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Luis Salgado

The political school of the Communist Party of China

- Its objective is to show that a country can get rich without being democratic. That message finds attentive ears among a certain group of politicians.

The political school of the Communist Party of China

In early December, Xi Jinping, the leader of China, declared that the Communist Party had met one of several goals that China had set for itself: the eradication of extreme poverty. This is defined, according to different international organizations, as the daily income of less than one dollar. For a titanic achievement, the Chinese Communist Party has bragged about such an act for as long as it could. For example, in October it hosted a two-day, mostly virtual seminar on the subject for almost 400 people from more than 100 countries. Participants quoted by official media praised China's progress. However, the meeting had a more ambitious purpose in reality: to show the political model of China.

In the West, recent coverage of China's diplomacy has been dominated by talk of how aggressive it has become. For non-Western audiences, by contrast, Chinese officials are speaking more softly. They preach the virtues of a form of government that they believe is making China rich and can also help other countries. Some welcome this message, even in multi-party democracies.

In 2017, Xi caused a stir in the West by suggesting that China's development model offered "a new option" for other countries and that a "Chinese approach" could help solve humanity's problems. Although he later insisted that his country was not planning to export a "China model," officials in the country have, in fact, been doing so. Some of those involved in this effort belong to the Ministry of Foreign Affairs. But many, like those who organized the recent seminar on poverty, work for an offshoot of the Communist Party called the International Department. Their job is to win support for China among foreign political parties.

The department is well suited to the task because it does not directly represent the Chinese state. However, it works closely with the Ministry of Foreign Affairs and exchanges personnel with it. At the end of 2017, the International Department held a convention in Beijing that was joined by leaders and other members of political parties from 120 countries, including some delegates from wealthy countries like Japan, New Zealand, and [the United States](https :// The department has so few qualms about the type of political parties it interacts with that it will deal with the parties of the right, the left and everyone in between to spread the Chinese model to the international political elite.

Under Xi's leadership, one of the department's main activities has been organizing training sessions for foreign political parties, especially those from developing countries. And although authoritarianism is not advocated in the seminar sessions, the virtues that a centralized leadership can have, as occurs in China, are promoted.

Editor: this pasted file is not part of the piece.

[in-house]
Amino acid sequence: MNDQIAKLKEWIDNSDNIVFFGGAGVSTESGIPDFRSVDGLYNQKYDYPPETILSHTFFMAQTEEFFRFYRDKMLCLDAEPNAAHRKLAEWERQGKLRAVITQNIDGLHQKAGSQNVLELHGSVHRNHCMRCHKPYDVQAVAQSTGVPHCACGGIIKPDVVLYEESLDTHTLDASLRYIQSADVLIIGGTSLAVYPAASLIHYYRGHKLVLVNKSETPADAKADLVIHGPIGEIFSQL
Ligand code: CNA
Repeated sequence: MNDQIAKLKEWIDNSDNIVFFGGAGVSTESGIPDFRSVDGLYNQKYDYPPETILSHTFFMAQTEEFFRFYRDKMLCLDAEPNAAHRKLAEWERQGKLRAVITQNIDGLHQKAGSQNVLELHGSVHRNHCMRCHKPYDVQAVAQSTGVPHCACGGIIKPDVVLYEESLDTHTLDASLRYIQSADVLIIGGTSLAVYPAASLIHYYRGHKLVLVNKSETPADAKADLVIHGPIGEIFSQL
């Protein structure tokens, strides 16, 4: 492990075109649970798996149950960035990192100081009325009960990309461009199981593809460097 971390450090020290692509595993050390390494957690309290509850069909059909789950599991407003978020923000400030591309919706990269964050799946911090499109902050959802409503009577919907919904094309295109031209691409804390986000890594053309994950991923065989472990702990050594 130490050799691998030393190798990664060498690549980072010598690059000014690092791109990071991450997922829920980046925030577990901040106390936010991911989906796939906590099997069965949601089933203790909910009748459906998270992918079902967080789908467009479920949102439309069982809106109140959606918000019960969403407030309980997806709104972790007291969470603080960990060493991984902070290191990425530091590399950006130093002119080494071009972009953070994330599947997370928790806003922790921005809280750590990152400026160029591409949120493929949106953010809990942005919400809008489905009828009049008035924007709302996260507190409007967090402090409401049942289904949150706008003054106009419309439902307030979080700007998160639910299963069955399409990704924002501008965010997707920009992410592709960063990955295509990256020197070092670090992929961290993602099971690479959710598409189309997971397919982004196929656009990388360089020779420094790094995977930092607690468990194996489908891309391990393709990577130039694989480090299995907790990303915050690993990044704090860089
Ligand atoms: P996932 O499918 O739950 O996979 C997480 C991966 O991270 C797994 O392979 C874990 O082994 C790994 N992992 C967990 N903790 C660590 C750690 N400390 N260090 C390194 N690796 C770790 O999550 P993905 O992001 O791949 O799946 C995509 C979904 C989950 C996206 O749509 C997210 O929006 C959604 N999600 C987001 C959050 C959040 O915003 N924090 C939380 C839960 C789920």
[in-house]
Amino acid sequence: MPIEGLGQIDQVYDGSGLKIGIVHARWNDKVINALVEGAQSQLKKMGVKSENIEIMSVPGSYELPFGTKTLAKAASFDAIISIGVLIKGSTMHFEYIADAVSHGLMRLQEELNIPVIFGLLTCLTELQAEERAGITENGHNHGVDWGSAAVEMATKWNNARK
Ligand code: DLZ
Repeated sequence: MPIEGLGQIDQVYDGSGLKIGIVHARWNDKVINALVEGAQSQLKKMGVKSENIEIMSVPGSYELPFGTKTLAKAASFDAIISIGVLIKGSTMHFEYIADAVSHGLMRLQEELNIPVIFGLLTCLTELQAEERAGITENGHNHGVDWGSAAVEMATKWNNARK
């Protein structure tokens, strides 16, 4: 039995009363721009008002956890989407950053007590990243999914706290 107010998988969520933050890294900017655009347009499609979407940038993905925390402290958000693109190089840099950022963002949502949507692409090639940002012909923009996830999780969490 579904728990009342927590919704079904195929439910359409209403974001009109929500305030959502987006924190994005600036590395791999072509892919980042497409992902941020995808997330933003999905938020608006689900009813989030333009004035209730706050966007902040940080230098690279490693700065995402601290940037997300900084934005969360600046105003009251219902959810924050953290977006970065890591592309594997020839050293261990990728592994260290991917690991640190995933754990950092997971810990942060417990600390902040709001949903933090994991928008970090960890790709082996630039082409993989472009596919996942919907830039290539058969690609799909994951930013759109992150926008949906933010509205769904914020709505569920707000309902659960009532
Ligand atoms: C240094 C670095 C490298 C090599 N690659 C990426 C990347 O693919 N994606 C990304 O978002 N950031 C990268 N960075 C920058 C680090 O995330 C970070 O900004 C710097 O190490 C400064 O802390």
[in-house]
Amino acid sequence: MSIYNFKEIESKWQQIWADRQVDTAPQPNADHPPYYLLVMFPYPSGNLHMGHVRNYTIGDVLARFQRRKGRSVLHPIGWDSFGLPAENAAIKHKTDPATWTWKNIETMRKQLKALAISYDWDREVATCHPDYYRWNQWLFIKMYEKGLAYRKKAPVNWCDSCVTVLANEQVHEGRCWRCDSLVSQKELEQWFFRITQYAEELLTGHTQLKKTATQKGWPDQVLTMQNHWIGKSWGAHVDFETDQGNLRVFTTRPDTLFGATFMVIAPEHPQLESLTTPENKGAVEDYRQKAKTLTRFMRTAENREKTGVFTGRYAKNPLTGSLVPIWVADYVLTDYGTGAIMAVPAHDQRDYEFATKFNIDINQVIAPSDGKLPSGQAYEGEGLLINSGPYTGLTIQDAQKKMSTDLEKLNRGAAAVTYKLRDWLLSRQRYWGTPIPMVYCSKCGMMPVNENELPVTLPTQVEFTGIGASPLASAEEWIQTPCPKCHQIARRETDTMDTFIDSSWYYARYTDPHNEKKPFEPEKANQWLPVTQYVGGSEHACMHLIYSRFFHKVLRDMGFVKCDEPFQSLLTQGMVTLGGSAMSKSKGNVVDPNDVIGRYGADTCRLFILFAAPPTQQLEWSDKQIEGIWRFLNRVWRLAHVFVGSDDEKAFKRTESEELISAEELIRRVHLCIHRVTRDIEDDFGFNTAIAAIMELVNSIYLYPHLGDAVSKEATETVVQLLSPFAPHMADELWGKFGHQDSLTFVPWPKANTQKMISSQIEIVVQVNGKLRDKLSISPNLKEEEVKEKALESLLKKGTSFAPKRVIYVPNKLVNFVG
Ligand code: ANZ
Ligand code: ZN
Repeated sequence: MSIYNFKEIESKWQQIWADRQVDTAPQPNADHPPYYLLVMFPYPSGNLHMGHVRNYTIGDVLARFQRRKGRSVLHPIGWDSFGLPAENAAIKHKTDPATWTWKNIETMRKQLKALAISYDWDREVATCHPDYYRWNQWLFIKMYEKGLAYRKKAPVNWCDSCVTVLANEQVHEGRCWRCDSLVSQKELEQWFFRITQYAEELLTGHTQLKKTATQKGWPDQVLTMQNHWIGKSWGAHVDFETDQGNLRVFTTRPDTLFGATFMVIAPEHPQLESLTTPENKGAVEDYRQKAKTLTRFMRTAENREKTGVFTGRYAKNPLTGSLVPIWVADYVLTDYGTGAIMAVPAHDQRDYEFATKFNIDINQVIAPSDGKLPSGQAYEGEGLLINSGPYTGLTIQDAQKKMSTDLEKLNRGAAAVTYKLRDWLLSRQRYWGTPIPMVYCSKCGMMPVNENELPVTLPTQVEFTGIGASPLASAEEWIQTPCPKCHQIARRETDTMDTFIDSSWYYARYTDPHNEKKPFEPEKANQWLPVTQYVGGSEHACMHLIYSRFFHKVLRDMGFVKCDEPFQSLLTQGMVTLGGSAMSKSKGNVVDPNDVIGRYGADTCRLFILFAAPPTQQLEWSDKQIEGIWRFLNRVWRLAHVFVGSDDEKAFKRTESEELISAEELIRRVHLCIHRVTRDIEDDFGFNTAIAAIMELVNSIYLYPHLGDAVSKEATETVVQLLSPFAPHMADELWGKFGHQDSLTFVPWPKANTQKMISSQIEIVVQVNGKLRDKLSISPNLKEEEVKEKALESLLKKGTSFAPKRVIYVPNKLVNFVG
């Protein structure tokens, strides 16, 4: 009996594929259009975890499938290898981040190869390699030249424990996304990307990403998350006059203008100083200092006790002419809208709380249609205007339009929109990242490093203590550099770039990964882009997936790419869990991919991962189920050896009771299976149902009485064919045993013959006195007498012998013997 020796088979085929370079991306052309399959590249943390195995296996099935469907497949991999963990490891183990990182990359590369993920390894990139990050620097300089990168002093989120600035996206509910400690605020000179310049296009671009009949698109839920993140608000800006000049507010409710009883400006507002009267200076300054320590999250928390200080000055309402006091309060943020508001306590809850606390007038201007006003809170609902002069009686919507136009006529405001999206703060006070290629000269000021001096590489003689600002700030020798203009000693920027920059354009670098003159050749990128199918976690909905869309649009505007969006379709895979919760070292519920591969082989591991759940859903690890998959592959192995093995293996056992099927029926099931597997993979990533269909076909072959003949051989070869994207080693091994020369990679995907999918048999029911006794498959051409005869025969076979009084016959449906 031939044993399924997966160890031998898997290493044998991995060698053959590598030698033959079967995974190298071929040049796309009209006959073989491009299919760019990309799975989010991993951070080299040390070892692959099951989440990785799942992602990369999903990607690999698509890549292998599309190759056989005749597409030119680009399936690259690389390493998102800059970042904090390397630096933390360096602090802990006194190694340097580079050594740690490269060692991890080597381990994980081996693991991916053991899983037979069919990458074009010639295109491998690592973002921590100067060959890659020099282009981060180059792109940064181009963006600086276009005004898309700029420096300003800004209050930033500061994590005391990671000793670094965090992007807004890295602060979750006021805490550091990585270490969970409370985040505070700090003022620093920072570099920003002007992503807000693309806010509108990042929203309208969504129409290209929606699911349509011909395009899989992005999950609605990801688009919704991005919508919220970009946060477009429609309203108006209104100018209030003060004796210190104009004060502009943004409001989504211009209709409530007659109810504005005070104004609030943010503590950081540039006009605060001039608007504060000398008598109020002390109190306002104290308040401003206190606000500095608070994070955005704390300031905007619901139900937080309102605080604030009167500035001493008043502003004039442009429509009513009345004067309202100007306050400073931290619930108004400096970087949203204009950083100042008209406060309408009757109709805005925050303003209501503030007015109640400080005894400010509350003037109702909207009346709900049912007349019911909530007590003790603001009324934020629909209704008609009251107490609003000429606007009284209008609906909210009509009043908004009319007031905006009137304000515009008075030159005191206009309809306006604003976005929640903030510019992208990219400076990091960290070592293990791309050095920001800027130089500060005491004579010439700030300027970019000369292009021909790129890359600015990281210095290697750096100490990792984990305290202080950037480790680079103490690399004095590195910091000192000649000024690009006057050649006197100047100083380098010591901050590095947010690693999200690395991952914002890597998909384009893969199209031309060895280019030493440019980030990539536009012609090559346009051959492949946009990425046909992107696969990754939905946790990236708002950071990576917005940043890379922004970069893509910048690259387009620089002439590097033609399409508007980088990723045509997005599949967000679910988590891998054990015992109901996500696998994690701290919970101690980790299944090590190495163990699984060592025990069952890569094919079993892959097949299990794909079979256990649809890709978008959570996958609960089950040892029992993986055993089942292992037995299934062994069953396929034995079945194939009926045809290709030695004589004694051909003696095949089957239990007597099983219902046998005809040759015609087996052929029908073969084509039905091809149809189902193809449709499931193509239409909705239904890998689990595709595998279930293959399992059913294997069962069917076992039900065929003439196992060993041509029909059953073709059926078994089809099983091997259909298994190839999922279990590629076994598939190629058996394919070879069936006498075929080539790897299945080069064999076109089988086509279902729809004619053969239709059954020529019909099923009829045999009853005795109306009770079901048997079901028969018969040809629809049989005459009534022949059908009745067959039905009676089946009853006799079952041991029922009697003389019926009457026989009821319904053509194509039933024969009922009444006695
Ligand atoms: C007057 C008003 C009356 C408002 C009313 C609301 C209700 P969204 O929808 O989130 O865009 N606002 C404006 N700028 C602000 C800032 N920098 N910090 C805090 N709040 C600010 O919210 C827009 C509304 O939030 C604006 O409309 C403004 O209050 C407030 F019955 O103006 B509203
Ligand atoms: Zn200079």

Extreme poverty rate in China from 1978 to 2017.

Extreme poverty rate in China from 1978 to 2017.

During the pandemic, much of the department's instruction took place online, often focusing on China's achievements in crushing Covid-19. In recent months, these classes have been attended by officials from the ruling parties in Angola, Congo-Brazzaville, Ghana, Mozambique, Panama and Venezuela. Official websites in China often advertise these efforts. One describes a groundbreaking ceremony in 2018 for a Chinese-funded ideological school in Tanzania. It was attended by Song, the head of the department, and officials from the ruling party of Tanzania, South Africa, Angola, Mozambique, Namibia and Zimbabwe.

In other, somewhat more "democratic" places in Africa, such as Ghana, Kenya and South Africa, the International Department of the Chinese Communist Party sponsors trips for members of the ruling party. The destination, China; the objective, the study of the construction of parties and governance.

It's unclear what foreign party members gain from China's training sessions. They may be nothing more than a means to advance his political career and entrench his domestic position, or to pay some sort of homage to Xi with the intention of attracting Chinese capital or qualifying for loans from banking dragons.

The department says it has contact with more than 600 political organizations in more than 160 countries. Under Xi, those engagements have increased to such a degree that, due to the large number of meetings that have taken place, some compare these seminars to a new Communist International. However, there is a fundamental difference: China does not preach communism. Its objective, rather, is to show that a country can get rich without being democratic. That message finds attentive ears among politicians who find the checks and balances of democracy annoying.

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Salgado, Luis. “La escuela política del Partido Comunista de China.” CEMERI, 14 sept. 2022,